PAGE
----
Inhale : Synopsis

WARNING: Spoilers

The synopsis contains information that may give away important plot points. You may not want to read any further if you've not already seen this title.

In the thriller drama Inhale, up and coming District Attorney Paul Stanton (Dermot Mulroney) is a family man who has built a solid reputation for defending the law. Now in the middle of prosecuting a high-profile sex offender case, he tries to remain focused although he has serious problems of his own.

Paul and his wife Diane (Diane Kruger) have one daughter, Chloe (Mia Stallard), who has been diagnosed with a rare degenerative disease. She needs a double lung transplant, but there are many patients ahead of her on the waiting list for donors.

But when news arrives that Chloes condition has worsened, Dr. Rubin (Rosanna Arquette), tells them that it is beyond their ability to save Chloe's life, but she also tells them that if they have money, there is another way for them to find a lung donor.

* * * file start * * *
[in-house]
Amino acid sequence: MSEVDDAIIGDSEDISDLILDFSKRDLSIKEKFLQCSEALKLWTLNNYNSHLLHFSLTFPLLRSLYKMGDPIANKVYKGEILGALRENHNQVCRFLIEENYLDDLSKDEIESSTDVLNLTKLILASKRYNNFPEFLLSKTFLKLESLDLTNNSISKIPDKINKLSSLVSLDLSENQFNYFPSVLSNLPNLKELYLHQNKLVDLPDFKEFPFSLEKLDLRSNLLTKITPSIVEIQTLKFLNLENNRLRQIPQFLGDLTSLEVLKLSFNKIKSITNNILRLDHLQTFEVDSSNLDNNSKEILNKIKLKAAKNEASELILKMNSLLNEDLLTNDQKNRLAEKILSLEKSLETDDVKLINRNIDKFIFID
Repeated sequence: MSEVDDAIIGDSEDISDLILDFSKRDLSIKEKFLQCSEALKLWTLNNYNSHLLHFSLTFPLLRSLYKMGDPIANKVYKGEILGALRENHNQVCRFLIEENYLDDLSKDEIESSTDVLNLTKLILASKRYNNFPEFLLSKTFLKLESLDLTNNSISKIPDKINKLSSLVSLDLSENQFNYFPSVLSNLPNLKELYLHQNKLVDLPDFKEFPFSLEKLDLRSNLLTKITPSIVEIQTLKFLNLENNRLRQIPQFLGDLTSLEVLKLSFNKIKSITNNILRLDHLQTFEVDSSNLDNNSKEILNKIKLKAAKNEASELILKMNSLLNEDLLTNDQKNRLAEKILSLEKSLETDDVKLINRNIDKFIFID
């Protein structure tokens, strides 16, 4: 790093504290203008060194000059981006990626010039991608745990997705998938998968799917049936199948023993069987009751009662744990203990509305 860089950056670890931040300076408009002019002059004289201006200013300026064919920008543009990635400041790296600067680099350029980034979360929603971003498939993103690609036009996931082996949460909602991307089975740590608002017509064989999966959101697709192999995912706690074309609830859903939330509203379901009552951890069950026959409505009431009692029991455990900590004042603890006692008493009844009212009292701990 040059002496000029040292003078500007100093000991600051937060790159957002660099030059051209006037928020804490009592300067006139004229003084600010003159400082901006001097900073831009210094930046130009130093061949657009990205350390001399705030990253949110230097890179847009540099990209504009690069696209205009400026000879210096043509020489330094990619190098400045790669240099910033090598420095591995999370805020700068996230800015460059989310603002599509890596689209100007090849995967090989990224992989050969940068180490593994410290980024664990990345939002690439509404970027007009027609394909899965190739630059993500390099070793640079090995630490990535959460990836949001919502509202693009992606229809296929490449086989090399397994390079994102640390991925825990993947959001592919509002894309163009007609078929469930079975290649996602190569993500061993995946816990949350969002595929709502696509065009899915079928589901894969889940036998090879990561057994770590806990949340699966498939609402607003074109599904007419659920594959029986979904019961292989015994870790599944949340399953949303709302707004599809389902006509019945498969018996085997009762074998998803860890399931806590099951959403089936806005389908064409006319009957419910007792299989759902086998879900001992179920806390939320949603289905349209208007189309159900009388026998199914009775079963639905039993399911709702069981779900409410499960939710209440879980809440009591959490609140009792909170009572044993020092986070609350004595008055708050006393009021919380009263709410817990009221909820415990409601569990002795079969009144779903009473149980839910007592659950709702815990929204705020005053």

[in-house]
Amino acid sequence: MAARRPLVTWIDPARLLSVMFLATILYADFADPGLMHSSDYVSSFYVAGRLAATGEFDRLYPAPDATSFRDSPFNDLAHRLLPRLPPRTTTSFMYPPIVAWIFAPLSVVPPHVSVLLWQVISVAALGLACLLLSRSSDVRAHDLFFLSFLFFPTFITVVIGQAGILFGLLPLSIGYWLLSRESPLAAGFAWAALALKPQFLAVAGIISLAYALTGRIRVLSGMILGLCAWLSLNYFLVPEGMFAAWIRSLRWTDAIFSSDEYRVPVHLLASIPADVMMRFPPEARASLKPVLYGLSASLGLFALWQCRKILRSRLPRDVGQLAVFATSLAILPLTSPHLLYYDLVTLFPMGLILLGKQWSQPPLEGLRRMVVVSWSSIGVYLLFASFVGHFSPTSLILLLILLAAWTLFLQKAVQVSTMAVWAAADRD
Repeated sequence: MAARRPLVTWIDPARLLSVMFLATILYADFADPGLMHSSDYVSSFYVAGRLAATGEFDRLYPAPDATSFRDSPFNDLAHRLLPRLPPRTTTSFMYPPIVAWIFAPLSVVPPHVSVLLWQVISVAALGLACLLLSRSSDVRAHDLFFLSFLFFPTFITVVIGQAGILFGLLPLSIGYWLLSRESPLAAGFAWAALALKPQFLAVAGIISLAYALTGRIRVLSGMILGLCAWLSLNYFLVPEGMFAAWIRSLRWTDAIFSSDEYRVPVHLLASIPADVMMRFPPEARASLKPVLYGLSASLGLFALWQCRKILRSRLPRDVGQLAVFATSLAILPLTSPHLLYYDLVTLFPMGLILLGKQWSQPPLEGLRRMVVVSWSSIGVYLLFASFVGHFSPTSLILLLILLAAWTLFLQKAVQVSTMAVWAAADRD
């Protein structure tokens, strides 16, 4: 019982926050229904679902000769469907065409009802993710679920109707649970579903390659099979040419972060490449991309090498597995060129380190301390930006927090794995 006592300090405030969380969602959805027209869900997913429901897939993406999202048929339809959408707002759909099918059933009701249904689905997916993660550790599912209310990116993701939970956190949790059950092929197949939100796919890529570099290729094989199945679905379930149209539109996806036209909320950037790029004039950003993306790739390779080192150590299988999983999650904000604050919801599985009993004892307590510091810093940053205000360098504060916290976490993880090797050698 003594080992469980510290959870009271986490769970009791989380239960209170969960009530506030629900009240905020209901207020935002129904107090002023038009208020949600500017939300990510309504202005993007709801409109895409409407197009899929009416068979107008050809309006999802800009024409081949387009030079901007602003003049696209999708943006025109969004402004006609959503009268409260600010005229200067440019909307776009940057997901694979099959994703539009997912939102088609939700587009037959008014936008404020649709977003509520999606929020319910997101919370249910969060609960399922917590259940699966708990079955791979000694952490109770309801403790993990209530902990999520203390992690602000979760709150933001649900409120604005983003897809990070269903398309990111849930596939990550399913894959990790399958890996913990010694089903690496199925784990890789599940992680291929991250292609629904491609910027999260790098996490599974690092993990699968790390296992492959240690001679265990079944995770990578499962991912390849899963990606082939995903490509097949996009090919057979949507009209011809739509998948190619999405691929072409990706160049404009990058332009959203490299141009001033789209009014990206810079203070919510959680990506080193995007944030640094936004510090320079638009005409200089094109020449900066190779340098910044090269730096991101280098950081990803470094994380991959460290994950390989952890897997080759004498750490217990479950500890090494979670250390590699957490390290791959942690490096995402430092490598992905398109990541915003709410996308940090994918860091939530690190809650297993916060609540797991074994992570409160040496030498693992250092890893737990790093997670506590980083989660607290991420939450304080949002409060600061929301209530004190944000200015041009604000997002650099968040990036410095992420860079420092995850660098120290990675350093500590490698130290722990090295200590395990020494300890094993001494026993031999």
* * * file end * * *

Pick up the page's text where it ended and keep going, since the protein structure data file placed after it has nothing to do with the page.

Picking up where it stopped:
Stunned with the possibility of having to break the law to save their daughter's life, Paul, contacts his friend James Harrison (Sam Shepard) for advice. Harrison tells him that he has information about a mysterious Dr. Navarro (Vincent Perez) who performs transplants in Tijuana, Mexico, but warns him that pursuing this course could cost him everything; his reputation, career and possibly even his life as well as the life of his daughter.

Confused and frantic, Paul and Diane decide to take the risk to find this doctor if there is a chance they can save Chloes life. Their journey takes them across the border to Mexico and into the dangerous territory of the underworld. Paul's search brings him face to face with the corrupt police officer Aguilar (Jordi Mollá) and the discovery that Dr. Navarro is connected to an illegal organ harvesting operation where the donors are in reality victims. Paul finds himself caught in a desperate situation of choosing between saving the life of his daughter or exposing the criminal activity that could save the lives of hundreds of children.